Fig. 3

Second and third harmonic generation spot measurements from rabbit skin glue (sample 2)

Figure 4 shows SHG and THG measurements from Beva 371 a synthetic wax (sample 4). The precise thickness identification of the glue is possible via THG measurements (121 μm). Second-order non-linear signals were not collected from this synthetic glue due to the absence of efficient SHG sources.
Fig. 4

SHG and THG measurements from a synthetic adhesive (Beva 371 synthetic wax, sample 4)

Figure 5 presents high-order harmonic (SHG–THG) measurements from sample 5 (Lascaux 498 HV acrylic resin glue). It is feasible to calculate the thickness of the glue, which is 38 μm, based on THG spot measurements. In this case, no SHG signals are collected from this acrylic lining glue due to the absence of highly ordered and birefringent molecules (such as collagen and starch granules). Similarly, non-linear measurements were performed on Mowilith, a polyvinyl acetate homopolymer (sample 6). From Fig. 6, it can be seen that the thickness of this sample is 31 μm, while no SHG signals are detectable from this synthetic glue.
Fig. 5

Higher-harmonic-generation spot measurements from an acrylic resin glue (Lascaux 498 HV, sample 5)
Fig. 6

Non-linear measurements from Mowilith, a synthetic glue (sample 6)

Figure 7 depicts non-linear signals collected from Fluor-Lascaux glue (sample 7). The thickness of this glue is 31 μm. The presence of starch granules that are very efficient SHG sources in the composition of this glue allows the collection of high second-order signals.
Fig. 7

SHG and THG measurements from a Fluor-Lascaux glue (sample 7)

Figure 8a shows SHG and THG spot measurements from Vinavil, a polyvinyl acetate water dispersion (sample 8). The thickness of the glue is 190 μm. After initial measurements, a small area of the sample was mechanical-treated in order to remove a part of it. The use of mechanical methods is the most common in such cases and it is chosen as the most appropriate one. We have to note that in certain cases, additional chemical treatment is required. However, the selection of proper solvents is critical, since they can easily penetrate inside the materials and can be extremely harmful for the painted layers causing changes to their properties and chemical composition. In our case, the conservation practice of mechanical treatment was chosen for the realization of the removal of a thin layer of the lining glue. Figure 8b presents non-linear measurements to the same glue (sample 8) after smooth treatment by mechanical etching. The measured thickness is 170 μm. The reduction of glue thickness is 20 μm due to treatment. Therefore, this non-linear technique has the unique capability for accurate on line monitoring of the thickness reduction of the mechanical-treated lining glues, ensuring the usefulness of this non-destructive modality for real-case studies. No SHG signals are detectable from the synthetic glue (before and after treatment). The integration of these non-linear diagnostic techniques in a developed, user friendly, compact workstation, for the realization of measurements from original lining glues of painted artworks, comprises our main future target.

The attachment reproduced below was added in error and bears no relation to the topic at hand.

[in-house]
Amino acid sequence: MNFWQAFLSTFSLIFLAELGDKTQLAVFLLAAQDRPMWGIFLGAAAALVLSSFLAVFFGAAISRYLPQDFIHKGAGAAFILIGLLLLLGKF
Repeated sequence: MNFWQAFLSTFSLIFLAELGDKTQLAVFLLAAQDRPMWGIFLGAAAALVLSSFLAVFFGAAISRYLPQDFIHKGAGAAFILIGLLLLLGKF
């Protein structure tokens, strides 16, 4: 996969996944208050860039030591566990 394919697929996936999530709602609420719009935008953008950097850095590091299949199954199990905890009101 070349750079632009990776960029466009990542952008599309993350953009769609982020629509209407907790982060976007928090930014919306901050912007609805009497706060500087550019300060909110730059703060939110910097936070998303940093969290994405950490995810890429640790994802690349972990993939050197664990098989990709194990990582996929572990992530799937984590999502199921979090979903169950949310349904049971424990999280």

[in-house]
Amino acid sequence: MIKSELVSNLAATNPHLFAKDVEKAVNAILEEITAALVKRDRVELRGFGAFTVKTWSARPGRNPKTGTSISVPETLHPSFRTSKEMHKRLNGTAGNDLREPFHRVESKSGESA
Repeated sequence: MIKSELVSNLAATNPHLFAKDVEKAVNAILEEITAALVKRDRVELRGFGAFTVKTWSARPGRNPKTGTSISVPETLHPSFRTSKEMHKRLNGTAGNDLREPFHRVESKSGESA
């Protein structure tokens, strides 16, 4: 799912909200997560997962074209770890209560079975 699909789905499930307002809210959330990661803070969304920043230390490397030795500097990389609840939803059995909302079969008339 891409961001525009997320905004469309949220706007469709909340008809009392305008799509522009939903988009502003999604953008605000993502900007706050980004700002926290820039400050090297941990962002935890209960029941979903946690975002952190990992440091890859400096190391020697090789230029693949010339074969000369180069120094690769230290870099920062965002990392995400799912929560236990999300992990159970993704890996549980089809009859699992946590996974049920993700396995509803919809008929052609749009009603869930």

Fig. 8

a Non-linear spot measurements from a synthetic glue (Vinavil, sample 8). b The same measurements after mechanical treatment of the sample


Non-linear modalities (such as SHG–THG) comprise powerful, non-destructive, diagnostic tools that provide detailed information regarding lining glues thicknesses and composition. Eight different types of glues have been investigated. THG modality is an appropriate technique for the precise determination of the thicknesses of the adhesives. SHG measurements attribute complementary information related to the composition of glues (existence or absence of collagen and starch granules). Consequently, these diagnostic non-linear modalities provide essential, unique information for the assessment of the appropriate conservation method that has to be followed on the lining “textile support” of a painted artwork.

Furthermore, we have to note that the compact size of the employed excitation source and the reduced time of data acquisition (each measurement lasts less than a minute) make this innovative technique ideal for in situ laser diagnosis of painted artworks.


This work was supported by the UV Laser Facility operating at IESL-FORTH under the European Commission “Improving Human Research Potential” program (RII3-CT-2003-506350) and by the Marie Curie Transfer of Knowledge project “NOLIMBA” (MTKD-CT-2005-029194).

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© Springer-Verlag 2009